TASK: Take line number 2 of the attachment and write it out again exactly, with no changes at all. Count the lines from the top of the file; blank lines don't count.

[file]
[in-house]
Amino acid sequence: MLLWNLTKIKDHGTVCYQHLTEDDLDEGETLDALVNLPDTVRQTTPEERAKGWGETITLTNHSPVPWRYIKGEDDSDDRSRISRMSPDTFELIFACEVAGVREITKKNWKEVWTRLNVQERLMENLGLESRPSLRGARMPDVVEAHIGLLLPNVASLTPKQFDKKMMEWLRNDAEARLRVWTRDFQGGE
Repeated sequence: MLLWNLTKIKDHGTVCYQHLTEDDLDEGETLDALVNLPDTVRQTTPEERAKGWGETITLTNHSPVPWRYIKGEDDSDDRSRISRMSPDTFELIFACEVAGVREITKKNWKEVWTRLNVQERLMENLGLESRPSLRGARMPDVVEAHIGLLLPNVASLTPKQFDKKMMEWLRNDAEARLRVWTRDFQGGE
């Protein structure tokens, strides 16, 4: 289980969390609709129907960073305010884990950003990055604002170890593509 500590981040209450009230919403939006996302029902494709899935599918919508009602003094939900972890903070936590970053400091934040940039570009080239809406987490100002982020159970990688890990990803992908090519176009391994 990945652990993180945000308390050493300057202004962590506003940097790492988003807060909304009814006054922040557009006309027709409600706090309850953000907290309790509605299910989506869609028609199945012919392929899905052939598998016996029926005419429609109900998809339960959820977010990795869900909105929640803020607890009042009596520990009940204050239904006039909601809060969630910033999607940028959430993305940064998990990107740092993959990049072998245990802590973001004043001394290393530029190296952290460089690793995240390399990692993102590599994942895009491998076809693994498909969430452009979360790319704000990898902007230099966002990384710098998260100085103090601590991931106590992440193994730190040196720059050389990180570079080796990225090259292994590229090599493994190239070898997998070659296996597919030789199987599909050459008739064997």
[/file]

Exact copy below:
Amino acid sequence: MLLWNLTKIKDHGTVCYQHLTEDDLDEGETLDALVNLPDTVRQTTPEERAKGWGETITLTNHSPVPWRYIKGEDDSDDRSRISRMSPDTFELIFACEVAGVREITKKNWKEVWTRLNVQERLMENLGLESRPSLRGARMPDVVEAHIGLLLPNVASLTPKQFDKKMMEWLRNDAEARLRVWTRDFQGGE